Recent MBA graduates are optimistic about how their MBAs will increase their salaries, help them progress in their careers, and increase their problem-solving skills in the near future. That’s according to new research from the Association of MBAs (AMBA).
AMBA’s latest research provides fresh insights into how graduates see the next few years of their careers unfolding after doing an MBA. They spoke to 1,591 MBA graduates within their first two years of graduation and found that the overwhelming majority found their MBAs to be worthwhile.
According to AMBA, ‘The findings suggest that graduates believe MBAs will have a transformative impact on their salaries. The study also indicates that even those who do not think they will be earning substantially more still feel that they will reap the benefits of an MBA and, crucially, that this will outweigh the financial cost of completing one.'
The findings demonstrate that MBAs largely see an upwardly mobile career trajectory. 94% see themselves operating at a senior management level in the next few years. More than a fifth of graduates see themselves running their own organization.
‘More than three quarters of MBAs surveyed say that they predict that they will earn 20% more in the next three years and almost half expect to earn at least 50% more within the same timeframe,’ says AMBA.
While this survey is based on MBA graduates' expectations, Will Dawes, research and insight manager at AMBA, stresses that these expectations are not uninformed. “These are intelligent people already looking for jobs and who know the marketplace well. We have asked them how they anticipate the immediate future to keep estimates realistic.”
AMBA data is backed up by other sources: the recent success of US business schools, like Georgetown McDonough, achieving record employment rates despite various admissions challenges, and Financial Times data from 2018, which shows almost two-thirds of MBA alumni at ranked schools more than doubled their salaries.
The transformative power of the MBA degree is on show at Rotterdam School of Management in the Netherlands where 71% of the school’s most recent job-searching students changed location after graduation. 66% changed industry; 44% changed role. In their first year after graduation, alumni can expect an average annual salary of over $80,000.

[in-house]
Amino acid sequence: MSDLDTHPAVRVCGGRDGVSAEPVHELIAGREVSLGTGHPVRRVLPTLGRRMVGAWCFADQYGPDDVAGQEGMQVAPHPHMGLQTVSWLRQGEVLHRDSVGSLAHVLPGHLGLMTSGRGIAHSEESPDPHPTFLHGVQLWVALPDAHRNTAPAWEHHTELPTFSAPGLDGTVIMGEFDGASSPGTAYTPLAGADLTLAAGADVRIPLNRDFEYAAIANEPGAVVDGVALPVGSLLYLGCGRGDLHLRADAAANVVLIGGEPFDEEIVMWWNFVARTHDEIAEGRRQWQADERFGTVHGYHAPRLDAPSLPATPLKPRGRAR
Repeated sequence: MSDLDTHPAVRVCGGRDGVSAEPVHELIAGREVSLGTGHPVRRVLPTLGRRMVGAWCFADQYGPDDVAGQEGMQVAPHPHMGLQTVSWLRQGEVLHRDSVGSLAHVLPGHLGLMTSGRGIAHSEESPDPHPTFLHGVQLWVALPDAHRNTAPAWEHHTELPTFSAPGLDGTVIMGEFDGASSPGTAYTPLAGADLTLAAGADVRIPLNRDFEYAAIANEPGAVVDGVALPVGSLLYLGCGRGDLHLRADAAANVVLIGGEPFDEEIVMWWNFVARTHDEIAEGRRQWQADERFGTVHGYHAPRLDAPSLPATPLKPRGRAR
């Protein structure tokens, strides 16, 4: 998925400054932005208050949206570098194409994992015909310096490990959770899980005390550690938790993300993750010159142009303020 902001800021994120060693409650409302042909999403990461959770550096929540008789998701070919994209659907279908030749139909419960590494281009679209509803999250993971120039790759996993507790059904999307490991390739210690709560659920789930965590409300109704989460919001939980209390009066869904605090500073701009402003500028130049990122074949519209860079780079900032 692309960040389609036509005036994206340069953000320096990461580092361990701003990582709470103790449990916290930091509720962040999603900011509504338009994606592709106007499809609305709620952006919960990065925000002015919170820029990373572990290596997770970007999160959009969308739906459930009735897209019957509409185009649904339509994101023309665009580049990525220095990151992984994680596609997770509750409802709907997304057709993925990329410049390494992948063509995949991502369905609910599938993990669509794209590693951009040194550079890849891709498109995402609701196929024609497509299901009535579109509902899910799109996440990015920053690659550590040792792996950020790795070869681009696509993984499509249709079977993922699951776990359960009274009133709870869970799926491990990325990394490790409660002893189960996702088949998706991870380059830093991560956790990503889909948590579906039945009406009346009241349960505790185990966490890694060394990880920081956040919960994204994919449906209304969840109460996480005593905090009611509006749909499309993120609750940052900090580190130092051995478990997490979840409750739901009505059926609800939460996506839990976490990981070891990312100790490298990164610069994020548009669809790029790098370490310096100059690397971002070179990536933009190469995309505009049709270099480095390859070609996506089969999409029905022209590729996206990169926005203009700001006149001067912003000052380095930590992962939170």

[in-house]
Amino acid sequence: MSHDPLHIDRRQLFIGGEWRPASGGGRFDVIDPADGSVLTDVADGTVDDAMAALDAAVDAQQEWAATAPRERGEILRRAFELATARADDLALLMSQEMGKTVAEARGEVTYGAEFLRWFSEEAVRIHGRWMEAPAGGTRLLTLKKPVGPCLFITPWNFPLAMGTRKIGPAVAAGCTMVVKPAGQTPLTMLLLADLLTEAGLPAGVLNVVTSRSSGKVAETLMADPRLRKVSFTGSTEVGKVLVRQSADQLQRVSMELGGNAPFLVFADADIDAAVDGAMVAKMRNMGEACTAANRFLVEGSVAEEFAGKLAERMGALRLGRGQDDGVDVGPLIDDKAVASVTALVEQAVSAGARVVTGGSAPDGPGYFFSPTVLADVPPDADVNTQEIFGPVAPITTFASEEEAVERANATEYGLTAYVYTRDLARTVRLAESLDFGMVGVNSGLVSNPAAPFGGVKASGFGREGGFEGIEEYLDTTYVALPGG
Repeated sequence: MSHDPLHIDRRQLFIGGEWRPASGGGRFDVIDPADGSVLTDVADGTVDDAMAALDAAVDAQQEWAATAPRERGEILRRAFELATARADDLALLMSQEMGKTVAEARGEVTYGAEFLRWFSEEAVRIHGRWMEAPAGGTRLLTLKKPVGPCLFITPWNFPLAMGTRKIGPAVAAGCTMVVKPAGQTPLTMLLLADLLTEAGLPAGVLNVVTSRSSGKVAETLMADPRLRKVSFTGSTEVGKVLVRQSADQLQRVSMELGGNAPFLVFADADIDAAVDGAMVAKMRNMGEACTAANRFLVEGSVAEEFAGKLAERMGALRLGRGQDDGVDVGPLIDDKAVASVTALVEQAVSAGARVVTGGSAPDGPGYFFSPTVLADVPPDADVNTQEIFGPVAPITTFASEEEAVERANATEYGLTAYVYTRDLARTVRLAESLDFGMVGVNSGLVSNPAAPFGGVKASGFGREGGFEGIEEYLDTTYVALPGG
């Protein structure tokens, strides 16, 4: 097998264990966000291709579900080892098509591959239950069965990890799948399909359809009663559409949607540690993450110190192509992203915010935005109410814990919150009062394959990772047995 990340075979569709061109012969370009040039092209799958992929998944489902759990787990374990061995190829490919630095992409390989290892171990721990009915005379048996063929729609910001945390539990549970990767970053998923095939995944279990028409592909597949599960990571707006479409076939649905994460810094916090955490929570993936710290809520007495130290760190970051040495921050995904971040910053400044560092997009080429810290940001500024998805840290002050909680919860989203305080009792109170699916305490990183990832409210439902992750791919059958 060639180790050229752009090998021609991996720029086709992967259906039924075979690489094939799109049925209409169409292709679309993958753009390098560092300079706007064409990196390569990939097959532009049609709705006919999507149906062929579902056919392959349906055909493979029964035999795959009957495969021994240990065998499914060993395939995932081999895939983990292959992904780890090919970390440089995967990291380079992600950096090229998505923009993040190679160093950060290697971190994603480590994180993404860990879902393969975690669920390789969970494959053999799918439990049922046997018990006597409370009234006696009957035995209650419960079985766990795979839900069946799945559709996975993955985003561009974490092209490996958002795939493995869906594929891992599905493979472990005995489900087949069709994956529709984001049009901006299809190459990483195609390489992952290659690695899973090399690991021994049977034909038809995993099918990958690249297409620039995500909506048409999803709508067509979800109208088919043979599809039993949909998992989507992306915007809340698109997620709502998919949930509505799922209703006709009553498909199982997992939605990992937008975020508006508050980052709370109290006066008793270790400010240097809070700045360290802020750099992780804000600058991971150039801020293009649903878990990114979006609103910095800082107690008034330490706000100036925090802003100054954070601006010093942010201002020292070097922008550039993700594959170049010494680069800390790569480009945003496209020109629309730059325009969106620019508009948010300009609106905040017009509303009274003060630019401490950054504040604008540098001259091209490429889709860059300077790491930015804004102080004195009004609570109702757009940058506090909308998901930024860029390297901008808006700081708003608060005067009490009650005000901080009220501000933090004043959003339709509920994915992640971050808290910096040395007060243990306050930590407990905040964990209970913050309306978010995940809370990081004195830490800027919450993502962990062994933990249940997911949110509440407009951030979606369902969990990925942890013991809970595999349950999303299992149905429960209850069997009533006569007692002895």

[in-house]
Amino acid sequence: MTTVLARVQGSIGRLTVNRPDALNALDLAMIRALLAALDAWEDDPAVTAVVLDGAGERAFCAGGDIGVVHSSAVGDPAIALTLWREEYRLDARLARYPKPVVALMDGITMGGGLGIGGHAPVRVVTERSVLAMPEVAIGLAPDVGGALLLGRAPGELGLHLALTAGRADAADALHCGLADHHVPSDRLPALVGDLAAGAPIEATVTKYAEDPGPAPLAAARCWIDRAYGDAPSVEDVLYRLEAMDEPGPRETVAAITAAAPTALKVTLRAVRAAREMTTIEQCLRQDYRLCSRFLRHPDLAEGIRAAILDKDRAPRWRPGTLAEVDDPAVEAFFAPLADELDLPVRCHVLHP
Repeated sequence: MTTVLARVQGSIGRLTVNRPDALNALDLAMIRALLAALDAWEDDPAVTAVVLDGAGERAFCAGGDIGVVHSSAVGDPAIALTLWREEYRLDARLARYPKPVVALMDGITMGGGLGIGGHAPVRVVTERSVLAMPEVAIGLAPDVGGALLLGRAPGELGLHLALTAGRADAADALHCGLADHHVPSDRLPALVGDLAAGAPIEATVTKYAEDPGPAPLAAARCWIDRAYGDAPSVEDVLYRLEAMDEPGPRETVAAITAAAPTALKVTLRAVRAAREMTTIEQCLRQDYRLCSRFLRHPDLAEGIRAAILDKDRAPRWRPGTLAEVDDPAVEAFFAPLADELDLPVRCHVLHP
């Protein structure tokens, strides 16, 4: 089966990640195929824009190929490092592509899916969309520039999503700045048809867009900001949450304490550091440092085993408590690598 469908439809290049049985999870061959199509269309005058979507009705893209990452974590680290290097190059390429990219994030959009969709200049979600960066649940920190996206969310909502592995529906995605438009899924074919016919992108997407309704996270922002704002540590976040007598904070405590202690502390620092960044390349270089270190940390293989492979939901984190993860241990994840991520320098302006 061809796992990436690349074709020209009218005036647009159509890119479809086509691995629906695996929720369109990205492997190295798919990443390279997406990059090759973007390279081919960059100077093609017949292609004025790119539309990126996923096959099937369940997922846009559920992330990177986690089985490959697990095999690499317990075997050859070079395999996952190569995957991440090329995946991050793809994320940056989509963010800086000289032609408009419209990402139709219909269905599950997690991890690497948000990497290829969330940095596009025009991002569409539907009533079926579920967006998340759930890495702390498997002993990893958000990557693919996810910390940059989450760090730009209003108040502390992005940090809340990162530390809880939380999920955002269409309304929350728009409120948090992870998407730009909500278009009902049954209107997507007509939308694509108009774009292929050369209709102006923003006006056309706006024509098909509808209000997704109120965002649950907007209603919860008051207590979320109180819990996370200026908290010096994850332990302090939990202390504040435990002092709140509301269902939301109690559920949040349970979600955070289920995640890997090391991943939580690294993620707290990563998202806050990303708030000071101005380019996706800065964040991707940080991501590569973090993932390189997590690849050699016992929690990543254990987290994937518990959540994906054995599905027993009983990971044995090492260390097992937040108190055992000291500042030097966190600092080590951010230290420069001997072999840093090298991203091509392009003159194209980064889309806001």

At Hong Kong’s CUHK Business School, 88% of MBA students got jobs offers in Asia after graduation—an increasing number of them international representing 14 different countries. 31% of the class are women.
Interestingly, according to AMBA, there is no difference between the percentage change that men and women foresee in their post-MBA salaries. While further research needs to be done to establish if the percentage increase in men's and women's salaries is indeed the same, it does indicate that the benefits of an MBA are proportional in men and women, despite the gender pay gap.
“We are not trying to blindly suggest men and women are paid the same for the same jobs,’ says Will, “but it’s encouraging that the real impact of an MBA as a percentage change of salary is positive in terms of how business schools are upskilling men and women.”
The study also highlights how many recent graduates are motivated to complete an MBA in order to change sectors. Almost half (48%) of all graduates believe they are likely to change sector in the next year.
The most popular desired transition is into consultancy (19%), although a wide range of sectors were mentioned including banking and financial services (8%), IT (6%), energy (5%), healthcare (5%), consumer goods (5%), the not-for-profit sector (4%), marketing (4%), food and drink (3%), education (3%) and government-related work (3%).
Will sees a link between the confidence to change sectors and tangible skills from the MBA, as well as learning and empowerment that the experience provides. The research shows that seven out of 10 MBAs are more confident about themselves, seven out of 10 MBAs surveyed think they can innovate to their organization work better, and seven out of 10 also believe they can and make organizations more efficient.